Five Tips that Helped Improve My Child’s Behavior

This guest post was written by Chrissy Kelly, a mom of two boys with autism. You can read more about her and her family on her blog, “Life With Greyson + Parker,” and also her Facebook page.

Read the full article at: www.autismspeaks.org

This article is a bit of a departure from our normal motivational reads, as it is a piece posted by a mom that has two children with Autism.  But as I read through it, the tips seemed quite straight forward and sound.  For example, the first tip is to give a warning (number of minutes depends on your particular child and situation) before transitioning to a new activity.  The other tips are equally helpful as well.

30 Innovative Ways to Use Twitter In the Classroom

Do you use Twitter in your classroom as part of your lesson plans? If not, don’t worry—you’re not alone.
David W. Deeds’s insight:
Possible even behind The Great Firewall!

Read the full article at: www.edudemic.com

One of the best ways to motivate children is to speak their language.  Kids, in fact all of us, relate better to things that are familiar.

 

While many of us think of Twitter as a way to receive news alters or to hear from celebrities, used correctly, it can actually be a very effective way to communicate with a class of students.

 

Here are fifteen innovative ideas that you might want to consider for your classroom.

The 10 Skills Modern Teachers Must Have | Edudemic

Check out what skill we think makes a modern teacher, and let us know your thoughts on the matter in the comments below.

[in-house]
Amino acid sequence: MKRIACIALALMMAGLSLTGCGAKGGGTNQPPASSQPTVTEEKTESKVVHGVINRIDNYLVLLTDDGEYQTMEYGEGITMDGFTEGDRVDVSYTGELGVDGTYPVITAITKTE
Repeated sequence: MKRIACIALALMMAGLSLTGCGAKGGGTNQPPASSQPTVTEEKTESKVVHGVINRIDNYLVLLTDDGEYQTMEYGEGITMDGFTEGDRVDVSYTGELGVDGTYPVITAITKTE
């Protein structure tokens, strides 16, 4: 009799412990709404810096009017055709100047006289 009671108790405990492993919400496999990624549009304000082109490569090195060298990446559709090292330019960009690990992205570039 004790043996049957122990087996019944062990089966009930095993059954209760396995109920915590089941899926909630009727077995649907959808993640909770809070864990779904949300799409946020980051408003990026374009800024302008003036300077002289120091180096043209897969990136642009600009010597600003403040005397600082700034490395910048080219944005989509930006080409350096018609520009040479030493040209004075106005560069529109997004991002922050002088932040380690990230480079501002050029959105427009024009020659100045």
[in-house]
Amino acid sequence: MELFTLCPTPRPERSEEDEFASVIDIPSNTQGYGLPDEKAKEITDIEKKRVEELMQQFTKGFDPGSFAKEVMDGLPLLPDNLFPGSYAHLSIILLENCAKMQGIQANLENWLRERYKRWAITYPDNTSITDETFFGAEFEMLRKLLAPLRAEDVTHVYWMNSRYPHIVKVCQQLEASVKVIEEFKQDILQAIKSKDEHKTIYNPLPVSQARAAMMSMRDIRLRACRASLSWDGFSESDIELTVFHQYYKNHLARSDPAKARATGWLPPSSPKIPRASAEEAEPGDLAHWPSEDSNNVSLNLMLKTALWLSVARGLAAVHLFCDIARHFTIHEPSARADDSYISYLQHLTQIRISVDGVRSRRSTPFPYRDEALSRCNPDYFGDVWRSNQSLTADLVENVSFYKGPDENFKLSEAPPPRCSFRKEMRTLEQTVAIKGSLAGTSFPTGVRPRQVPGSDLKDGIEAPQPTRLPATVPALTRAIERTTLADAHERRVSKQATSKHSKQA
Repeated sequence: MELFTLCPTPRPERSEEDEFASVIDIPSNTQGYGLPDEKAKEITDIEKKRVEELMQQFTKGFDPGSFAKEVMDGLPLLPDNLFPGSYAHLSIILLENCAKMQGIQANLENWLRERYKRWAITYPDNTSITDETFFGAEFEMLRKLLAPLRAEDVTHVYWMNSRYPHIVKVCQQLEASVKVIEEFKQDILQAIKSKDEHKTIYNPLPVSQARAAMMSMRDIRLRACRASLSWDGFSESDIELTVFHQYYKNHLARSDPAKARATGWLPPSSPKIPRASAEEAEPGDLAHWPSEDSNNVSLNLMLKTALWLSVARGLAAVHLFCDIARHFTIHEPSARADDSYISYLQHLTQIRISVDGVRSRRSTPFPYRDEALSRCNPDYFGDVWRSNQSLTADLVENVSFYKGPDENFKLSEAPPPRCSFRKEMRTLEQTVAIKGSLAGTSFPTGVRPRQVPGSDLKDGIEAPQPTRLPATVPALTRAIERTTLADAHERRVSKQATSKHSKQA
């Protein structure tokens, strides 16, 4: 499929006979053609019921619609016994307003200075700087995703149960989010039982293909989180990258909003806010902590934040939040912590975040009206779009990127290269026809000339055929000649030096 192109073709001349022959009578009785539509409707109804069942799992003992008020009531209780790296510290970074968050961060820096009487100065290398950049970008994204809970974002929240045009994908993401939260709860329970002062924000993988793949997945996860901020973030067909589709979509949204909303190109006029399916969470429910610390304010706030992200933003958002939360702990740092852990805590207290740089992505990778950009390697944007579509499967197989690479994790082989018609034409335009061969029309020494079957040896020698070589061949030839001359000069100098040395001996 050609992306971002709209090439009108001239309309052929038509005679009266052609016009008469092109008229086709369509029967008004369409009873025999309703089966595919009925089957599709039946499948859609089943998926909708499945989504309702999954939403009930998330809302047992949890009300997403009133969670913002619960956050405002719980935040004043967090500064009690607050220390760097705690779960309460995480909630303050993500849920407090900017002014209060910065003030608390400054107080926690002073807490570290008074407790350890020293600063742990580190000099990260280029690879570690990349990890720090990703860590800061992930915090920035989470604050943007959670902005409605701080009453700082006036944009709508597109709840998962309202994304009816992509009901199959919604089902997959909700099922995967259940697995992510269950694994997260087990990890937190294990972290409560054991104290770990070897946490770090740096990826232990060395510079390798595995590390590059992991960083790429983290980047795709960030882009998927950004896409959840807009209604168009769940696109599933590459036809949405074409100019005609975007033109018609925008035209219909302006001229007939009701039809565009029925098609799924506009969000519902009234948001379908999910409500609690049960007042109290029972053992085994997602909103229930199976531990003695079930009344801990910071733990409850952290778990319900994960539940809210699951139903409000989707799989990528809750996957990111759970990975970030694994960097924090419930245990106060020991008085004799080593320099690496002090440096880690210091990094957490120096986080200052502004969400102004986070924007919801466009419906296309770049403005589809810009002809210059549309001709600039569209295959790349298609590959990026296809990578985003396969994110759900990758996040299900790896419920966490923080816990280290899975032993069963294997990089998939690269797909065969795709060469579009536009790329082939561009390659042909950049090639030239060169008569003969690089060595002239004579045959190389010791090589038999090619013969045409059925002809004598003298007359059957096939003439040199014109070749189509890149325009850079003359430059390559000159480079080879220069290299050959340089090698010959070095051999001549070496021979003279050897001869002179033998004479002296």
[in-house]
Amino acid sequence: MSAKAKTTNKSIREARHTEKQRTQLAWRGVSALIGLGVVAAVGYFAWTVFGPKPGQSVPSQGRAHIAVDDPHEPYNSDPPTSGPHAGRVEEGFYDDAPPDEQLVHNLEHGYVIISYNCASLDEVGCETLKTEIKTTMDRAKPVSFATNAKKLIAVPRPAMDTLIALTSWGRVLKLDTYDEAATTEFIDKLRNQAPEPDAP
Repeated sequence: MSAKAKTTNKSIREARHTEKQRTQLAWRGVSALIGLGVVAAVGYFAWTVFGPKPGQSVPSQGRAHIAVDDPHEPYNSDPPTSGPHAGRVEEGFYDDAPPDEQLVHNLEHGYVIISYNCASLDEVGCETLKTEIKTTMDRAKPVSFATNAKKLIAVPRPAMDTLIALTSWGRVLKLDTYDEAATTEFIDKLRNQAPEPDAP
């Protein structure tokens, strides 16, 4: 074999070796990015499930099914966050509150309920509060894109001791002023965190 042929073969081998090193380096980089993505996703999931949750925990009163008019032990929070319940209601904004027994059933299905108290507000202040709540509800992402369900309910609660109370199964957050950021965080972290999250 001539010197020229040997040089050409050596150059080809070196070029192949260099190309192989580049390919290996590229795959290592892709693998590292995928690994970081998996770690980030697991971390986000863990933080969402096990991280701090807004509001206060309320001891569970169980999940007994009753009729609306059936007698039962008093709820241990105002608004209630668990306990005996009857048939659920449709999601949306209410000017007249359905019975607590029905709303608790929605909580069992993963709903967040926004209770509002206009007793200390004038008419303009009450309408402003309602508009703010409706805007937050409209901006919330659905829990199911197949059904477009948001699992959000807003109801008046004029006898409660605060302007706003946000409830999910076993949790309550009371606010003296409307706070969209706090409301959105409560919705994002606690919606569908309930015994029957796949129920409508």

Read the full article at: www.edudemic.com

While academic institutions and higher-ed have been slower to change than have other industries, technology has increasingly been making inroads.  These changes are not only impacting kids, but also teachers.

 

If you are an educator, this article may provide insights into some of the tools and technologies that can help you stay in touch with your students.  The article also provides insight into non-technological ideas for teachers in the modern world.

Summer Literacy: 7 Fun, Free, Easy & Semi-Hidden Ways to Keep Your Kids Reading All Summer…Don’t Put Reading on Summer Break, Too!

…growing readers one best practice at a time!

Read the full article at: www.helloliteracy.com

Reading helps all of us in countless ways, from expanding our knowledge to broadening our creativity. Best of all, reading is not simply a one-time activity, but rather one that can be enjoyed for life.

 

Teaching our kids to read early is important, but making it habitual and something they crave is a game-changer.  Encouraging your kids to read need not be difficult.

 

I would encourage you to take a look at this piece from Jen Jones in “Hello Literacy” for yourself. Inside you will find 7 ways to improve your child’s literacy, and at the same time, grow their love of reading.

Talking About Failure: What Parents Can Do to Motivate Kids in School

When children view their abilities as something they can change over time, they’re more apt to deal well with challenges, researchers say. And what parents say

Read the full article at: ww2.kqed.org

I am a firm believer that setting realistic expectations at home, at work and in life represents one of the most important contributors to one’s happiness. Someone who sets their sights on being president or creating the next Facebook runs a high risk of falling short in their goal and feeling a sense of failure when it doesn’t come to fruition. That’s not to suggest that we shouldn’t set “stretch” goals – these can be very helpful and what drive innovation. But we must be careful to set expectations appropriately, especially with our kids.